Congenital Heart Disease (CHD)- Symptoms, Causes and Prevention

What Is Congenital Heart Disease?

Congenital heart disease, or congenital heart defect, is a heart abnormality that occurs at birth. The problem can affect:

  • The Heart Walls
  • The Heart Valves
  • The Blood Vessels

There are numerous types of congenital heart defects. They can range from simple conditions that do not cause symptoms, to complex problems that cause severe symptoms that threaten life.

According to the Centers for Disease Control and Prevention currently, there are 1 million adults and 1 million children living with congenital heart defects in the United States. Over the last few decades, treatments and follow-up care for defects have improved drastically, so that almost all children with heart defects survive into adulthood. Some need continuous care for their lifelong heart defects. Yet despite their condition, many continue to have active and productive lives.


A person with cyanotic heart disease may have:

  • Difficulty breathing
  • Chest pain
  • A blue tinge to the lips, fingers, and toes, known as cyanosis
  • Infants with delayed development, trouble feeding and low appetite
  • A low concentration of oxygen in the body, leading to hyperventilation
  • Sweating, especially while feeding
  • Fainting
  • A small size or low body weight

A person with acyanotic heart disease may experience:

  • Feeling out of breath, especially during exercise
  • Chest pain
  • A slow growth rate and a low body weight
  • Extreme tiredness
  • Difficulty feeding and poor appetite in infants
  • Sweating, especially when feeding

At the time of birth, there may be no signs, but problems can occur as a child grows older, and these can require care.

When to see a doctor

If you have alarming signs, including chest pain or shortness of breath, seek emergency medical treatment.

If you have signs or symptoms of congenital heart disease or have been treated as a child for a congenital heart defect, see your doctor.


Doctors don’t always know why a child suffers from a congenital heart defect. They tend to run in families.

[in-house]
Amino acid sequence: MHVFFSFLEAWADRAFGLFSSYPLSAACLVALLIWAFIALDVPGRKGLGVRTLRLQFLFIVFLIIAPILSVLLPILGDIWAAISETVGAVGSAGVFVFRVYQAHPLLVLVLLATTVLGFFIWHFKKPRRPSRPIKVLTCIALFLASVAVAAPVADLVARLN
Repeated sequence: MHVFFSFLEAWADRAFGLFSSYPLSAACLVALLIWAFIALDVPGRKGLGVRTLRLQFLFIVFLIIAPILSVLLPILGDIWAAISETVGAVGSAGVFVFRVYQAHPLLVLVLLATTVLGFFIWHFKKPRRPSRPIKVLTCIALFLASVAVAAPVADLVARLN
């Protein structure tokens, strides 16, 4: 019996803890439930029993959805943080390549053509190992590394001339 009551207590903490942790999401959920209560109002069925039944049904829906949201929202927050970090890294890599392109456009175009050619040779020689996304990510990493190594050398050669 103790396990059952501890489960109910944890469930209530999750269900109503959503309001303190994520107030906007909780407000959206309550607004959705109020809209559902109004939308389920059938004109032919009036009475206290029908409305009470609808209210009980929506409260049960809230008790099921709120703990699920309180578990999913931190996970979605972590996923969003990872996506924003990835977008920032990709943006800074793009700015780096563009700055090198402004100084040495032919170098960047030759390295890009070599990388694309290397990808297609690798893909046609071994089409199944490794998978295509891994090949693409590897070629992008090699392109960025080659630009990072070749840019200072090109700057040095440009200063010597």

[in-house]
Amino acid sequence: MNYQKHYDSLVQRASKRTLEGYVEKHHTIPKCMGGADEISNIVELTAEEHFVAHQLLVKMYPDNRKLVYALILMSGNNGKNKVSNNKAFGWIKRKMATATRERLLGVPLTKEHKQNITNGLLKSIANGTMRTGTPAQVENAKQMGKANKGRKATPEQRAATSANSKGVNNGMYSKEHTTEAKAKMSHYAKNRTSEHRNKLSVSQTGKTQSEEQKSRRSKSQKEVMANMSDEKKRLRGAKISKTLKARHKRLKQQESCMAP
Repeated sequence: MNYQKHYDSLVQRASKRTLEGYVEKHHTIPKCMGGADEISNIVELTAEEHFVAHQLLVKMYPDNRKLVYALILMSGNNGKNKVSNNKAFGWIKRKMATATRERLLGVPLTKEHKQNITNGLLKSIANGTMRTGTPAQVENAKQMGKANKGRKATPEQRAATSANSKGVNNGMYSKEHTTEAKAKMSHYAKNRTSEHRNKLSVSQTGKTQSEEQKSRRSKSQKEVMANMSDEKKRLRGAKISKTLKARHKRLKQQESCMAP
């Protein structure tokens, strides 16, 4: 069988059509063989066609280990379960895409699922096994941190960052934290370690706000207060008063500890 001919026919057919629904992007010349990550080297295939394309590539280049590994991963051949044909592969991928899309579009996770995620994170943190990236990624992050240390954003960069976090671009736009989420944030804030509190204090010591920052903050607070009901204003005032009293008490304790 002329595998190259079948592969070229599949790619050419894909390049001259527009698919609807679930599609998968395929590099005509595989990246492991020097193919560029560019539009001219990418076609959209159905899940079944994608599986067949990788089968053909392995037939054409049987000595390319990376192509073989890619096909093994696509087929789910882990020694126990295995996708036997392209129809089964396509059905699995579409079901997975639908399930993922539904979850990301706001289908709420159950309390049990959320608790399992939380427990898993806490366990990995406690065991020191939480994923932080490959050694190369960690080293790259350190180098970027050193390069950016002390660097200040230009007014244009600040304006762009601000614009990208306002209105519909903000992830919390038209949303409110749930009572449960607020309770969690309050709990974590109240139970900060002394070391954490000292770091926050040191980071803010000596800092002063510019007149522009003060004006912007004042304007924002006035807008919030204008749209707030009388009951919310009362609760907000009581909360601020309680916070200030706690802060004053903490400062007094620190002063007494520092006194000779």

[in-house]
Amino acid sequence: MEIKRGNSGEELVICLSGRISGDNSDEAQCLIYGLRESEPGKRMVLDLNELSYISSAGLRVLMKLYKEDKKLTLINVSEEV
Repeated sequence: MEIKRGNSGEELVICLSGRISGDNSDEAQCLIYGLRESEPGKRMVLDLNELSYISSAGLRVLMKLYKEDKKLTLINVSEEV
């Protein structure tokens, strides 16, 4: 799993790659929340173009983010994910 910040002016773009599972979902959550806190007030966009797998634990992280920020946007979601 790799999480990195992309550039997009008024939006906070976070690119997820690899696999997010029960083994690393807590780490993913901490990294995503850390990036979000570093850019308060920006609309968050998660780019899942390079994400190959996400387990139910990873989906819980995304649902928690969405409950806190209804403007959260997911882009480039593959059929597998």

Things that make them more likely include:

  • Infant genes or chromosomal problems, such as Down syndrome
  • Taking certain medicines, or drug abuse or alcohol during pregnancy
  • A viral infection, like rubella (German measles) in the mother in the first trimester of pregnancy

Risk factors

A CHD usually results from a problem during the early stages of development.

There is a greater chance of a mother is already pregnant:

  • Has rubella or German measles
  • Has poorly controlled diabetes, including gestational diabetes
  • Takes certain medications, such as isotretinoin
  • Consumes large amounts of alcohol

Genetic factors may play a role. People with certain genetic conditions have a higher risk of CHD. There is an additional genetic disorder in at least 15 per cent of people with CHD. CHD may run in families.


Doctors can correct many congenital heart defects and treat CHD effectively, but complications are possible. These include:

  • Endocarditis, a severe heart defect or valve infection
  • Congestive heart failure, an inability of the heart to pump sufficient blood to the body
  • Developmental delays in children due to lack of freshly oxygenated blood to the brain
  • Respiratory infections including pneumonia
  • Pulmonary hypertension, which is high blood pressure in the arteries between the heart and lungs
  • Arrhythmia, which is an irregular heartbeat
  • Sudden cardiac death, a rare CHD complication in which the heart abruptly stops

Regular medical care and checkups with a cardiologist (or pediatric cardiologist) who has experience treating heart defects are the best way to reduce the risk of CHD complications.

How Can Congenital Heart Disease Be Prevented?

Women who are pregnant or are planning to become pregnant may take certain precautions to reduce their risk of giving birth to a congenital heart defect:

  • If you plan to become pregnant, talk with your doctor about any prescription or over-the-counter medicines that you are taking.
  • If you have diabetes, be sure to check your blood sugar levels before getting pregnant. Working with your doctor to manage the illness while you are pregnant is also important.
  • If you have not been vaccinated with rubella, or German measles, reduce disease contact and speak to your doctor about prevention methods.
  • Consult your doctor about genetic screening if you have a family history of congenital heart defects. Certain genes may contribute to developing an abnormal heart.
  • Avoid drinking alcohol during pregnancy and taking illegal drugs.

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